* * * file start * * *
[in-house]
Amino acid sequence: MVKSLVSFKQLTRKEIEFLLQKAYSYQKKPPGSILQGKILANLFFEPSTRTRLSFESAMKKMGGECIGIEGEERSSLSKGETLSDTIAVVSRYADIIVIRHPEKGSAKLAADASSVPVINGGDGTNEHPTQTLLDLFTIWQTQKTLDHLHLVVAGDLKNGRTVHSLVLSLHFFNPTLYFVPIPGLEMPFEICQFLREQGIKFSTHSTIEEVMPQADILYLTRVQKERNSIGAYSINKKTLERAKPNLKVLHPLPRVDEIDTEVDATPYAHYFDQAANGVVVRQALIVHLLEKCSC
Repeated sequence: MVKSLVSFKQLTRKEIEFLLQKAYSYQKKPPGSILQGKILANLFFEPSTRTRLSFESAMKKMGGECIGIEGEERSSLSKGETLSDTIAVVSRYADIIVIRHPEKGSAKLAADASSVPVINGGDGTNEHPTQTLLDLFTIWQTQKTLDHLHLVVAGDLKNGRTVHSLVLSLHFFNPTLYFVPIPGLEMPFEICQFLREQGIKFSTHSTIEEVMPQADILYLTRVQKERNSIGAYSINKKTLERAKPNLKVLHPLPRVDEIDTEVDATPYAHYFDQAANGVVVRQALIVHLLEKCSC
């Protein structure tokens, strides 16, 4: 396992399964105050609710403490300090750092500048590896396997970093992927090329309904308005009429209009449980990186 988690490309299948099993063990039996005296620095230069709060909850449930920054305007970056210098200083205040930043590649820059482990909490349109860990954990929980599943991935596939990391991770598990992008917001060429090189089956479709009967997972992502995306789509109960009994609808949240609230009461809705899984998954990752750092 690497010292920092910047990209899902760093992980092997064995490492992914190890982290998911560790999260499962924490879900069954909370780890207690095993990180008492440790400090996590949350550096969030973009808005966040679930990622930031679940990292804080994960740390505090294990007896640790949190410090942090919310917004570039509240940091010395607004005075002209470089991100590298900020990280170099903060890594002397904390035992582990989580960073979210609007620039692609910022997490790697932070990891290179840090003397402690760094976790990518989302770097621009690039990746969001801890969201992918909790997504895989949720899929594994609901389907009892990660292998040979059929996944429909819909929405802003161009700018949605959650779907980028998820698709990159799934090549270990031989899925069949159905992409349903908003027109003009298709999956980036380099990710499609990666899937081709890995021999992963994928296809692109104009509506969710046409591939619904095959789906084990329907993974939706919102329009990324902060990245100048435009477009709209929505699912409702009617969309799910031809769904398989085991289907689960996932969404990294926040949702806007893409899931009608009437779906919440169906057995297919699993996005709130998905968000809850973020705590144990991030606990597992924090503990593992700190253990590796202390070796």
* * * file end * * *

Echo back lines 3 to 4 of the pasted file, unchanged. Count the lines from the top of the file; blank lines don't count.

Repeated sequence: MVKSLVSFKQLTRKEIEFLLQKAYSYQKKPPGSILQGKILANLFFEPSTRTRLSFESAMKKMGGECIGIEGEERSSLSKGETLSDTIAVVSRYADIIVIRHPEKGSAKLAADASSVPVINGGDGTNEHPTQTLLDLFTIWQTQKTLDHLHLVVAGDLKNGRTVHSLVLSLHFFNPTLYFVPIPGLEMPFEICQFLREQGIKFSTHSTIEEVMPQADILYLTRVQKERNSIGAYSINKKTLERAKPNLKVLHPLPRVDEIDTEVDATPYAHYFDQAANGVVVRQALIVHLLEKCSC
């Protein structure tokens, strides 16, 4: 396992399964105050609710403490300090750092500048590896396997970093992927090329309904308005009429209009449980990186 988690490309299948099993063990039996005296620095230069709060909850449930920054305007970056210098200083205040930043590649820059482990909490349109860990954990929980599943991935596939990391991770598990992008917001060429090189089956479709009967997972992502995306789509109960009994609808949240609230009461809705899984998954990752750092 690497010292920092910047990209899902760093992980092997064995490492992914190890982290998911560790999260499962924490879900069954909370780890207690095993990180008492440790400090996590949350550096969030973009808005966040679930990622930031679940990292804080994960740390505090294990007896640790949190410090942090919310917004570039509240940091010395607004005075002209470089991100590298900020990280170099903060890594002397904390035992582990989580960073979210609007620039692609910022997490790697932070990891290179840090003397402690760094976790990518989302770097621009690039990746969001801890969201992918909790997504895989949720899929594994609901389907009892990660292998040979059929996944429909819909929405802003161009700018949605959650779907980028998820698709990159799934090549270990031989899925069949159905992409349903908003027109003009298709999956980036380099990710499609990666899937081709890995021999992963994928296809692109104009509506969710046409591939619904095959789906084990329907993974939706919102329009990324902060990245100048435009477009709209929505699912409702009617969309799910031809769904398989085991289907689960996932969404990294926040949702806007893409899931009608009437779906919440169906057995297919699993996005709130998905968000809850973020705590144990991030606990597992924090503990593992700190253990590796202390070796």